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  • Writer's pictureJonathan Baxter

The Hero's Return: Robert Frost's "Flower Gathering"

It’s Valentine’s Day tomorrow or National Floral Industry Support Day, as I prefer to call it. What could be more appropriate than Robert Frost’s 1913 poem, “Flower Gathering,” as everybody scrambles to purchase last minute blossoms for their significant others.

Link to poem here:

Most analyses of this poem seem to label it as a light, sweet little bit of love poetry: a poet leaves his wife for the day to go wander around in the hills and do whatever it is that poets do. He comes back that evening with a handful of flowers to make up for his time away. A nice little inscription for a Hallmark card to go with the Valentine’s Day special at the florist’s shop.

Other readings interpret it as hinting at a lovers’ spat and that the flowers are an act of contrition on the part of Frost for abandoning his wife all day.

There may be some of that going on, but I’m picking up on a lot more under the surface of this poem. I believe the poem is actually a nuanced reflection on the culmination of the hero’s journey, the return of the hero. Mythic scholars, such as Joseph Campbell, have broken the process down into three main acts, wherein the hero is called to adventure, has a significant life-changing experience, and then returns home a changed person. It’s this final act that the poem hints at, through various stylistic shifts.

The poem begins with a lilting iambic trimeter. (Three beats per line with the emphasis on the second syllable of each foot.)

I left you in the morning

And in the morning glow

You walked a way beside me

To make me sad to go

It’s a simple, sing-song meter and makes the reader feel that this is another light piece of romantic poesy. It’s here that Frost changes gears.

Do you know me in the gloaming?

Gaunt and dusty gray with roaming?

By subtly shifting the emphasis to the first syllable of each foot, Frost makes these lines stand out by deviating from the pattern he established in the first verse. The question literally hangs in the air, as if between the two lovers at their twilight reunion. Do you still know me? Or has my journey changed me so that I am no longer recognizable to you? Do you still recognize me in the dusk here before you?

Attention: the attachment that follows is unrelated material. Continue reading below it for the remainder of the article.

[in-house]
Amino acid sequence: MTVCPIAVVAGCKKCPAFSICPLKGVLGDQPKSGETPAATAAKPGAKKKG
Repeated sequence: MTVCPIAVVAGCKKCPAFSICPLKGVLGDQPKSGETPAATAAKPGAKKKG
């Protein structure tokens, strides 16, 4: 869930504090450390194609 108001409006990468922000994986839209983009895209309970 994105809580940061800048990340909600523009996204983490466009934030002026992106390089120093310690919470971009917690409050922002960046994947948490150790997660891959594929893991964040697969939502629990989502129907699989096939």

There’s the rub. That’s the eternal question of the returning hero. It’s Odysseus asking Penelope. It’s every service man and woman asking their families after a long deployment. I know I’ve changed, but have I changed so much that you do not know me? Are you silent because you know me not? Or silent because you…know…?

Here Frost abruptly changes the tone by attempting to divert his wife’s attention to the flowers has brought. Half-jokingly, he says:

All for me and not a question

For the faded flowers gay

That could take me from beside you

For the ages of a day?

He’s deprecatingly saying, “What’s the big deal about me? Look at these flowers, albeit faded, I have brought you. Don’t you have anything to say about them? They were the reason I left you in the first place, what do you think?”

He then quietly acknowledges the significance of his departure: “I may have been gone for just a little time, but it has been a long time emotionally. Please accept these, please accept me, for what we are worth to you.”

They are yours, and be the measure

Of their worth for you to treasure

The measure of the little while

That I’ve been long away

With virtuosic touches, Frost has created a masterpiece in subtlety and unspoken words and thoughts. This short poem speaks volumes about lovers’ reunions as well as the larger theme of the final (and most difficult) chapter of the hero’s journey, the return.

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